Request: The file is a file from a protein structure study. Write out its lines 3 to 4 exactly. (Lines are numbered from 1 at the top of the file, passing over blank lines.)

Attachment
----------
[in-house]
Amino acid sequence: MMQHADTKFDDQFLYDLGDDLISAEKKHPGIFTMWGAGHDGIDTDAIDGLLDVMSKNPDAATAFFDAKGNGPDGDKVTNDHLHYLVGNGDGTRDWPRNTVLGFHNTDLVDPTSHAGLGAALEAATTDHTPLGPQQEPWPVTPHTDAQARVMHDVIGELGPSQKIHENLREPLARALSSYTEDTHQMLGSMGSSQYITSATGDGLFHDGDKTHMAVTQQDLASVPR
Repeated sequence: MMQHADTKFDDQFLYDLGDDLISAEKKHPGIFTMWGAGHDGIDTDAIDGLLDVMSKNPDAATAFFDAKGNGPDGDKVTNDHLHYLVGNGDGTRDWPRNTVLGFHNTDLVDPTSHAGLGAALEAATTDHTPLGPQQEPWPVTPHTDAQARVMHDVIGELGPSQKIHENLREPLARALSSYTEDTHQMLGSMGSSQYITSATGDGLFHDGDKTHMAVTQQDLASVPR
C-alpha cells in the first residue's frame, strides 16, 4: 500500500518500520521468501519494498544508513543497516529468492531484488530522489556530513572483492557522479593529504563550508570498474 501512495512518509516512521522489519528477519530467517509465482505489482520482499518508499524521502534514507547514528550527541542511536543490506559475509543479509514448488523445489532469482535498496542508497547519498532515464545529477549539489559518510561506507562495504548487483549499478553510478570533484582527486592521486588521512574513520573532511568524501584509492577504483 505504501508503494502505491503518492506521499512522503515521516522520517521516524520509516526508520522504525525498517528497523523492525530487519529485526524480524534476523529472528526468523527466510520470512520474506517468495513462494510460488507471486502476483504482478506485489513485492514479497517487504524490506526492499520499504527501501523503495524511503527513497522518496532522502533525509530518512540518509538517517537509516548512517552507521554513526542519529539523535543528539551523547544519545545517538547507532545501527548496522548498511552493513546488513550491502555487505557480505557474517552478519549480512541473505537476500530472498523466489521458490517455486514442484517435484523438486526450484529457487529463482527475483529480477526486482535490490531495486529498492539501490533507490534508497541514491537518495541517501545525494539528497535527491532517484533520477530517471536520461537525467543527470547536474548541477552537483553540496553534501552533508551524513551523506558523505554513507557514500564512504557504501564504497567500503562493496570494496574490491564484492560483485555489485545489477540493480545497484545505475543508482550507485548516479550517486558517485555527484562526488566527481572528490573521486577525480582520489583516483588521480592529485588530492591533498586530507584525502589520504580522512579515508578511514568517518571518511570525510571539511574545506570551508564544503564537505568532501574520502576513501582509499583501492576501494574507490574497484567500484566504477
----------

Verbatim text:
Repeated sequence: MMQHADTKFDDQFLYDLGDDLISAEKKHPGIFTMWGAGHDGIDTDAIDGLLDVMSKNPDAATAFFDAKGNGPDGDKVTNDHLHYLVGNGDGTRDWPRNTVLGFHNTDLVDPTSHAGLGAALEAATTDHTPLGPQQEPWPVTPHTDAQARVMHDVIGELGPSQKIHENLREPLARALSSYTEDTHQMLGSMGSSQYITSATGDGLFHDGDKTHMAVTQQDLASVPR
C-alpha cells in the first residue's frame, strides 16, 4: 500500500518500520521468501519494498544508513543497516529468492531484488530522489556530513572483492557522479593529504563550508570498474 501512495512518509516512521522489519528477519530467517509465482505489482520482499518508499524521502534514507547514528550527541542511536543490506559475509543479509514448488523445489532469482535498496542508497547519498532515464545529477549539489559518510561506507562495504548487483549499478553510478570533484582527486592521486588521512574513520573532511568524501584509492577504483 505504501508503494502505491503518492506521499512522503515521516522520517521516524520509516526508520522504525525498517528497523523492525530487519529485526524480524534476523529472528526468523527466510520470512520474506517468495513462494510460488507471486502476483504482478506485489513485492514479497517487504524490506526492499520499504527501501523503495524511503527513497522518496532522502533525509530518512540518509538517517537509516548512517552507521554513526542519529539523535543528539551523547544519545545517538547507532545501527548496522548498511552493513546488513550491502555487505557480505557474517552478519549480512541473505537476500530472498523466489521458490517455486514442484517435484523438486526450484529457487529463482527475483529480477526486482535490490531495486529498492539501490533507490534508497541514491537518495541517501545525494539528497535527491532517484533520477530517471536520461537525467543527470547536474548541477552537483553540496553534501552533508551524513551523506558523505554513507557514500564512504557504501564504497567500503562493496570494496574490491564484492560483485555489485545489477540493480545497484545505475543508482550507485548516479550517486558517485555527484562526488566527481572528490573521486577525480582520489583516483588521480592529485588530492591533498586530507584525502589520504580522512579515508578511514568517518571518511570525510571539511574545506570551508564544503564537505568532501574520502576513501582509499583501492576501494574507490574497484567500484566504477